Homemade Maple Marshmallows

If you’ve never had a homemade marshmallow, you are in for a real treat— the texture, the bounce! They are nothing like store bought (which is a good thing!). And because these are made with only maple syrup (there’s no corn syrup and no cane sugar), the flavor is wonderfully maple-y and so delicious. The maple flavor really comes through in a lovely way, and paired with a little vanilla they have incredible flavor!

If candy-making is new to you, this is a great project to get your feet wet. Homemade marshmallows are actually pretty quick and really easy to make! Let me show you how!

Watch the video for how to make homemade maple marshmallows!

What can you do with homemade maple marshmallows?

Hot cocoa! These are the very best marshmallow for topping a mug of hot cocoa. Here’s my Hot Chocolate Recipe (made with pasture-raised A2/A2 milk powder) if you need it!

Roasting, toasting, and s’more-ing! Yes, you can toast these marshmallows over a flame, however… if you intend to do that, leave them out at room temperature in the open air for at least two days. Otherwise they will be too soft and fall right off the stick.

Baking and recipes! My very favorite use for these homemade maple marshmallows is in my Chocolate Fluffernutter Peanut Clusters recipe! This is simply little marshmallows and salted peanuts in chocolate. Incredibly simple and soooo good! I’m sure these would be fantastic in other baking or dessert recipes as well.

Just eat them! These are so good that they really could be a stand alone snack. Have a marshmallow and a handful of chocolate chips to satisfy your sweet tooth.

What Ingredients are used to make Maple Marshmallows?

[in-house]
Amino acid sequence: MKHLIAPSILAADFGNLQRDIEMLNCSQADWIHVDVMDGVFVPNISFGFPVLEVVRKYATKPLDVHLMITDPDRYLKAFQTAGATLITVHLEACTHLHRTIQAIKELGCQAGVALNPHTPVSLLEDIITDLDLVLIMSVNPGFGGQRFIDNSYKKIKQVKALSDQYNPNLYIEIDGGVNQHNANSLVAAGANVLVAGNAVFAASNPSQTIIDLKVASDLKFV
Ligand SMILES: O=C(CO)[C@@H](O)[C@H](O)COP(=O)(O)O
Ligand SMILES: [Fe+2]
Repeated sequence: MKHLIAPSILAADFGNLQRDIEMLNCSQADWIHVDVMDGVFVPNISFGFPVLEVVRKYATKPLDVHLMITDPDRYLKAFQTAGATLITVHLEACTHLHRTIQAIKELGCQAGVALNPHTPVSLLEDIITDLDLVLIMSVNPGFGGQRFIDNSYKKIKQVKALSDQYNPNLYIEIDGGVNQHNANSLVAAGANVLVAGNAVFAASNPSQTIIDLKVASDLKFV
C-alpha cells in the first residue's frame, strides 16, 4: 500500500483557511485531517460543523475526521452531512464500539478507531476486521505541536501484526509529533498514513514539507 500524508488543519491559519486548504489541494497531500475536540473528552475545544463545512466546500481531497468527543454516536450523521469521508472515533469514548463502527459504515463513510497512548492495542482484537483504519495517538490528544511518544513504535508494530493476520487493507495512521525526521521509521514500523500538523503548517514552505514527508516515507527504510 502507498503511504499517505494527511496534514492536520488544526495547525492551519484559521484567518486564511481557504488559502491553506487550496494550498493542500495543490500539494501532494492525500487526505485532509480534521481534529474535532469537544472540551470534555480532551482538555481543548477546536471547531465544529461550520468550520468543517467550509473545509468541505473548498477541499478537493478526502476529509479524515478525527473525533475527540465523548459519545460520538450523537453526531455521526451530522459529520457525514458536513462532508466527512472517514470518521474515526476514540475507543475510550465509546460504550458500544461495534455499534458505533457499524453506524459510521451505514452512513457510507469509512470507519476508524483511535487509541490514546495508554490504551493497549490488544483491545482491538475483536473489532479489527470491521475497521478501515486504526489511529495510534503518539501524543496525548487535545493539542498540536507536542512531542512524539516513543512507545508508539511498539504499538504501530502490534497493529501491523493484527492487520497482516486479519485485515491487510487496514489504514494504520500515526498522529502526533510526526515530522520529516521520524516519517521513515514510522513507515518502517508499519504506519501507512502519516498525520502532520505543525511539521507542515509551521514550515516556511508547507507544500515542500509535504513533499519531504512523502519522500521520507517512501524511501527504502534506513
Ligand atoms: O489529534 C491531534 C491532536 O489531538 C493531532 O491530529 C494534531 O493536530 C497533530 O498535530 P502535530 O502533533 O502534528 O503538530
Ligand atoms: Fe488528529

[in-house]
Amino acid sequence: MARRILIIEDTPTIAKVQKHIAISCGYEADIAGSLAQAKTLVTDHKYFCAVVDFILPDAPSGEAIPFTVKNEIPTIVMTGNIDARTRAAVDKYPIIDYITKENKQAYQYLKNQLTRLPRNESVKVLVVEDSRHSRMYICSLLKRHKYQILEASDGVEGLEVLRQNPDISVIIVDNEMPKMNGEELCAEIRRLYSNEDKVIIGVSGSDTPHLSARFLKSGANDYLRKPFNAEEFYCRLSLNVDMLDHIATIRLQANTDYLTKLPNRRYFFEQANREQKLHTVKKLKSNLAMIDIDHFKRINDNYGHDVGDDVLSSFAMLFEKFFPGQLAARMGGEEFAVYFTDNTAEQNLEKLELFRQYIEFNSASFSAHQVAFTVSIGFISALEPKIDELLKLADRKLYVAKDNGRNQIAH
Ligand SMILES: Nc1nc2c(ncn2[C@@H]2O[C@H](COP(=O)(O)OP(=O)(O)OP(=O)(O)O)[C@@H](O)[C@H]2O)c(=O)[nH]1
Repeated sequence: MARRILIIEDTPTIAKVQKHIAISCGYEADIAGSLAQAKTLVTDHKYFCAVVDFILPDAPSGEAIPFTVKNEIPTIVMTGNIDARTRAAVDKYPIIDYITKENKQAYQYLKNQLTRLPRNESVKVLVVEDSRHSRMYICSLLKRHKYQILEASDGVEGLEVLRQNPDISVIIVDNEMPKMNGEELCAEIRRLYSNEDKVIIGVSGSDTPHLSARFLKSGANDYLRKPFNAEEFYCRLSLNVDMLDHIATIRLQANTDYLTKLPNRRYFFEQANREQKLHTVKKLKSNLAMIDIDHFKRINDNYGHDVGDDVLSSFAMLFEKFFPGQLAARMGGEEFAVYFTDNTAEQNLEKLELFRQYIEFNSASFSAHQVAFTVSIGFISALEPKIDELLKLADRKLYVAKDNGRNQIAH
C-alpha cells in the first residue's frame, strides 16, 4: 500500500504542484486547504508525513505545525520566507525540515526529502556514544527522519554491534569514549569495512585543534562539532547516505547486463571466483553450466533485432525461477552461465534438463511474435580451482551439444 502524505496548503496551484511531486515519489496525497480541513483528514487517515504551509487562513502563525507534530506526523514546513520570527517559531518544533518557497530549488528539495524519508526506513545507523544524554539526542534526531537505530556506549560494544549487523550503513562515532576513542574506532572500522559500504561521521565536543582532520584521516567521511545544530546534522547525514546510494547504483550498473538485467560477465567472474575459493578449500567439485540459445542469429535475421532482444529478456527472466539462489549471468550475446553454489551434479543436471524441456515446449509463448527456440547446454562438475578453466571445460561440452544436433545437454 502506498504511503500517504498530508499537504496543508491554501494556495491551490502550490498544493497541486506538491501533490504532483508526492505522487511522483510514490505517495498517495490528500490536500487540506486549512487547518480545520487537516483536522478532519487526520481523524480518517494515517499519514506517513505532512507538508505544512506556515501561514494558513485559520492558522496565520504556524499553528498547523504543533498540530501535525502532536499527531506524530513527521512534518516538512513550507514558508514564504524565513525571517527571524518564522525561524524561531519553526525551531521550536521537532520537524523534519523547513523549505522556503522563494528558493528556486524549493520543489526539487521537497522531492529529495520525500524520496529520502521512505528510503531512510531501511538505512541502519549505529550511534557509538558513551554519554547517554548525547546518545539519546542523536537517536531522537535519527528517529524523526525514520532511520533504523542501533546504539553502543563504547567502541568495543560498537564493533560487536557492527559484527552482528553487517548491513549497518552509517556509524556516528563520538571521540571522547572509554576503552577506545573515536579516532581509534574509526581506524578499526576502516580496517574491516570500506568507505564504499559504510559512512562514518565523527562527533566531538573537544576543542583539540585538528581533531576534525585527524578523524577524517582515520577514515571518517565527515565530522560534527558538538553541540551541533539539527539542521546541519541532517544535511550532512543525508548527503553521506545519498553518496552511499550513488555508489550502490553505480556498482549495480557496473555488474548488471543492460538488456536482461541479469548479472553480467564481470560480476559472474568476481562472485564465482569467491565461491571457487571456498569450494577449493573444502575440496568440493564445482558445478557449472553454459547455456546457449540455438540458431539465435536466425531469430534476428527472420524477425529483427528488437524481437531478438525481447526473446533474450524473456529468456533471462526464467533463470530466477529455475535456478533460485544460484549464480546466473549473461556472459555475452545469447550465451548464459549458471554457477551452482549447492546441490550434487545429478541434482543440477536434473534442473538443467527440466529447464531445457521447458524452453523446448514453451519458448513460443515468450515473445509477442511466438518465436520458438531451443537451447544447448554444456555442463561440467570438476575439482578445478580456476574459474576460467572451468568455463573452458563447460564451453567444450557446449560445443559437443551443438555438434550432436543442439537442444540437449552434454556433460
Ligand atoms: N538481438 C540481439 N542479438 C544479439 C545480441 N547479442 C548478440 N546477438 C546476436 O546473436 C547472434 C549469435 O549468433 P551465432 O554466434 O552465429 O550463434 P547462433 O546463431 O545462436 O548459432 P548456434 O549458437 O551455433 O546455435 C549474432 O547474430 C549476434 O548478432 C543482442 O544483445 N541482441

Maple Syrup: Real maple syrup, of course. You can use darker grade, which has a more robust maple flavor and is what I usually prefer, or lighter grade. Both are great. Here’s a great brand –> Maple Syrup.

Gelatin: It’s hat makes the marshmallows soft and squishy! I always get a grass-fed or pasture-raised gelatin, like Great Lakes or  Vital Proteins— both work well. Here’s a great brand –> Gelatin.

Arrowroot Starch or Powdered Sugar: This is for coating the marshmallows when they’re done. Here’s a good brand –> Arrowroot.

Vanilla: If ever there were a time where a vanilla bean will shine, this is it. You can use vanilla paste,  a whole bean, or just vanilla extract. Here’s what I use –> Vanilla Bean Paste.

How do you store homemade maple marshmallows?

The marshmallows will keep at room temperature for about a week, usually a little longer if you leave them to dry on the counter for a day or so before putting them into an air-tight container. If you intend to keep them longer than a week, they store really well in the freezer!

Homemade Maple Marshmallows

5 from 1 vote


  • 1 cup cold water
  • 2 1/2 tablespoons powdered gelatin
  • 1 1/4 cups maple syrup
  • 1/8 teaspoon sea salt
  • 1 teaspoon vanilla paste, vanilla extract, or seeds from 1 vanilla bean
  • arrowroot starch or powdered sugar, for dusting


  • Line an 8-inch square pan with parchment paper, making sure the paper goes up all sides of the pan. Sprinkle the parchment lightly with arrowroot starch, or powdered sugar.
  • In the bowl of your stand mixture place 1/2 cup cold water. Sprinkle the gelatin over top of the water so that it hydrates or “blooms.” Stir it until there are no pockets of dry powder.  You will need the whisk attachment, and it’s best to get that set up now too.